It’s unfortunate to acknowledge that Panasonic’s peak coincided with the passing of Konosuke in 1989. Since then, the trajectory has been downhill, which is hardly surprising given the apparent departure from the principles that initially propelled the company’s success. Take, for instance, Konosuke’s emphasis on continuous experimentation. Following his death, Panasonic ceased its innovative efforts—a fact corroborated by their own website.

While they launched numerous products in the 1950s through the 1990s, there’s a conspicuous absence of any new entries from the 2000s onward. Their last notable release dates back to 1998 with the introduction of digital TVs in the US. As the saying goes, you can’t hit a home run if you don’t swing the bat; Panasonic hasn’t swung in 25 years.

Not only has Panasonic neglected new product development, but they’ve also faltered in maintaining their existing lines. As previously discussed, there wasn’t a single pivotal moment for Panasonic where their products suddenly declined in quality or became overpriced.

Their products are still commendable, but the issue lies in their failure to effectively market them—a lesson starkly illustrated by the success of competitors like Samsung. Despite ranking lower than Panasonic in product quality, pricing, and customer service, Samsung’s strategic marketing has catapulted them to a position worth over ten times that of Panasonic.

When was the last time you saw a Panasonic ad? It’s likely been so long that it’s hard to recall. In contrast, Samsung’s pervasive advertising presence ensures their brand is consistently top-of-mind.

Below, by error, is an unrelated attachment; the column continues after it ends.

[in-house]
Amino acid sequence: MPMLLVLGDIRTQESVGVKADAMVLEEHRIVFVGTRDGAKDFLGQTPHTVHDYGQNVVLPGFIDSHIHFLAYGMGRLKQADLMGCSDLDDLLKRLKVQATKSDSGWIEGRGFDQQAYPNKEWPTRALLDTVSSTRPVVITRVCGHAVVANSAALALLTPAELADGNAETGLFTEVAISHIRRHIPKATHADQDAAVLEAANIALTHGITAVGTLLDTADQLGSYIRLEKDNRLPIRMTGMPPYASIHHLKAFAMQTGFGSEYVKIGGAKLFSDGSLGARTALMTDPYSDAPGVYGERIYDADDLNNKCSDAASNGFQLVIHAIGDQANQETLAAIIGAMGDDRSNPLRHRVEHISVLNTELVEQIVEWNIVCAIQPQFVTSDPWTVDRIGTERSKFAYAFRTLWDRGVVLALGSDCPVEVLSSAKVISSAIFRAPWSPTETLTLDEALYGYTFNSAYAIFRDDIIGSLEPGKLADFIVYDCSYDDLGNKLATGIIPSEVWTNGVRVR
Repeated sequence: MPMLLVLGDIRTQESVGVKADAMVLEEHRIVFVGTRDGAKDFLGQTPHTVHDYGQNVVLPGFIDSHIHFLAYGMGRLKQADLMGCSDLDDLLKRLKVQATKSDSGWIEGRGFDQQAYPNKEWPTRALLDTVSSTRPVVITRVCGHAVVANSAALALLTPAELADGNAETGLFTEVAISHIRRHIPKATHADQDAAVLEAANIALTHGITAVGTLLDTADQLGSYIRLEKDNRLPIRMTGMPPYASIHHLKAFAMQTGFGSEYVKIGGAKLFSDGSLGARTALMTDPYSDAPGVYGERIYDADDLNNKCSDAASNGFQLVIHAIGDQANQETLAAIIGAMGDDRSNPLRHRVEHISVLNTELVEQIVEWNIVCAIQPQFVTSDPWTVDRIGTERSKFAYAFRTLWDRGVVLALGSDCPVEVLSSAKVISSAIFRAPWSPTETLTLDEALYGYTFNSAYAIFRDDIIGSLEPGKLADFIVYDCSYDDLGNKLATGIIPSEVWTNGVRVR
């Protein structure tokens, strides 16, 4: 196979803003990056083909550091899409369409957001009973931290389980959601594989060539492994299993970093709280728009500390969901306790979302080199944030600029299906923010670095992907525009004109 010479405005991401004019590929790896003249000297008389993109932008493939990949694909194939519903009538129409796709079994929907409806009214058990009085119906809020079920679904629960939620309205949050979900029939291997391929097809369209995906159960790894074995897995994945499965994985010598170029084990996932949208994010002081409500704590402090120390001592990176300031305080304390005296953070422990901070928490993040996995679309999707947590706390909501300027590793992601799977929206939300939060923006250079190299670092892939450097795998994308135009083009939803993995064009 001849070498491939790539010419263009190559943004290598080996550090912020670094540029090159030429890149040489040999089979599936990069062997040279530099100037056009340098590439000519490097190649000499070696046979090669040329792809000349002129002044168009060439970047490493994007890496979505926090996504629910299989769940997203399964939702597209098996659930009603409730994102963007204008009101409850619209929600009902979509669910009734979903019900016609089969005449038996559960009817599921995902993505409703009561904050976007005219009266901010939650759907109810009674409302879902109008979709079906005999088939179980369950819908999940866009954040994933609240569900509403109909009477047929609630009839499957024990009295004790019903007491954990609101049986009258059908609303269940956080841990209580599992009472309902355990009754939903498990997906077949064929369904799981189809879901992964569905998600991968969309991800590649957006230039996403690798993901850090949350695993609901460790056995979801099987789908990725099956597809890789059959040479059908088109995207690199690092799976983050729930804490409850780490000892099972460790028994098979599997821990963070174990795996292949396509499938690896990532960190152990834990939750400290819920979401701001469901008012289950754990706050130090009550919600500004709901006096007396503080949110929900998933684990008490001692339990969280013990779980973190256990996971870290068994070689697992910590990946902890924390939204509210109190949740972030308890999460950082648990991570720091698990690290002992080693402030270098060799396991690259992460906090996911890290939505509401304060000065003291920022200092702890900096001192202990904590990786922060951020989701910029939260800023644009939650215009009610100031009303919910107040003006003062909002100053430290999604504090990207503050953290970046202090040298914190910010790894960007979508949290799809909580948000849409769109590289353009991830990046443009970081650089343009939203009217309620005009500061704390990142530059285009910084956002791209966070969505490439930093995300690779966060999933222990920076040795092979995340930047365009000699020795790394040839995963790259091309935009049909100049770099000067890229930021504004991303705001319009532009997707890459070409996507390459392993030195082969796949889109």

Another critical oversight by Panasonic is their failure to capitalize on downturns as opportunities for reinvention. Despite overcoming immense adversity in the aftermath of World War 2, the company has not shown similar resilience in recent times.

The early 2000s presented an ideal moment for Panasonic to innovate and seize new trends like smartphones or OLED technology, potentially redefining their place in the modern tech landscape. Instead, it appears they’ve resigned themselves to a defensive stance, clinging to existing strategies rather than embracing change.

What’s most disappointing is the apparent loss of hope within modern Panasonic. Konosuke’s unwavering optimism, evident throughout his life, seems absent in the current corporate culture. Today, Panasonic seems to lack the drive to experiment, market effectively, or navigate economic downturns with resilience.

Their seeming acceptance of defeat raises concerns about their future viability, suggesting that bankruptcy may indeed be looming if they continue on this path.

Leave a Reply